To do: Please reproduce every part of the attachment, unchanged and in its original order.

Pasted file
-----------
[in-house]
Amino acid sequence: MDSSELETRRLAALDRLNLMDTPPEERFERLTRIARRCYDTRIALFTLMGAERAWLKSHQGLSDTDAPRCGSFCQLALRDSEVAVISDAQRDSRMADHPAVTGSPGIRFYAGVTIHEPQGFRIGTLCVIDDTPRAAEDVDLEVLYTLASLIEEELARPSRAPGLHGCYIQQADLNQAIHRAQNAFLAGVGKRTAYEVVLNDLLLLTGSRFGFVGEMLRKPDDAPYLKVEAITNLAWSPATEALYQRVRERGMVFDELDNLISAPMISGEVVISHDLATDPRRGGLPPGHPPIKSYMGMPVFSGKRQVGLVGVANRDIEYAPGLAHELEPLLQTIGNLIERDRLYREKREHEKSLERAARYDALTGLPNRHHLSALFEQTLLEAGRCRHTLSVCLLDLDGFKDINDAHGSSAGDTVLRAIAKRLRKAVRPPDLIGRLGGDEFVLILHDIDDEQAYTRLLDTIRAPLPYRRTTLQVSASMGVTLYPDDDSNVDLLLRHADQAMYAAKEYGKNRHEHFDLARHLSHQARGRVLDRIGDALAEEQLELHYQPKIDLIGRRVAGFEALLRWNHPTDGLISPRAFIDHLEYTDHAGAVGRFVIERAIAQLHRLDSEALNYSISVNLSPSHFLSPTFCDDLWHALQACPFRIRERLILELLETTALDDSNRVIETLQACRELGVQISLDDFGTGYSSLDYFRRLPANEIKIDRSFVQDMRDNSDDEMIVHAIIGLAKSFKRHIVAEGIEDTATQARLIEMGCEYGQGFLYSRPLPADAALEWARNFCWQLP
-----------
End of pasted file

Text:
[in-house]
Amino acid sequence: MDSSELETRRLAALDRLNLMDTPPEERFERLTRIARRCYDTRIALFTLMGAERAWLKSHQGLSDTDAPRCGSFCQLALRDSEVAVISDAQRDSRMADHPAVTGSPGIRFYAGVTIHEPQGFRIGTLCVIDDTPRAAEDVDLEVLYTLASLIEEELARPSRAPGLHGCYIQQADLNQAIHRAQNAFLAGVGKRTAYEVVLNDLLLLTGSRFGFVGEMLRKPDDAPYLKVEAITNLAWSPATEALYQRVRERGMVFDELDNLISAPMISGEVVISHDLATDPRRGGLPPGHPPIKSYMGMPVFSGKRQVGLVGVANRDIEYAPGLAHELEPLLQTIGNLIERDRLYREKREHEKSLERAARYDALTGLPNRHHLSALFEQTLLEAGRCRHTLSVCLLDLDGFKDINDAHGSSAGDTVLRAIAKRLRKAVRPPDLIGRLGGDEFVLILHDIDDEQAYTRLLDTIRAPLPYRRTTLQVSASMGVTLYPDDDSNVDLLLRHADQAMYAAKEYGKNRHEHFDLARHLSHQARGRVLDRIGDALAEEQLELHYQPKIDLIGRRVAGFEALLRWNHPTDGLISPRAFIDHLEYTDHAGAVGRFVIERAIAQLHRLDSEALNYSISVNLSPSHFLSPTFCDDLWHALQACPFRIRERLILELLETTALDDSNRVIETLQACRELGVQISLDDFGTGYSSLDYFRRLPANEIKIDRSFVQDMRDNSDDEMIVHAIIGLAKSFKRHIVAEGIEDTATQARLIEMGCEYGQGFLYSRPLPADAALEWARNFCWQLP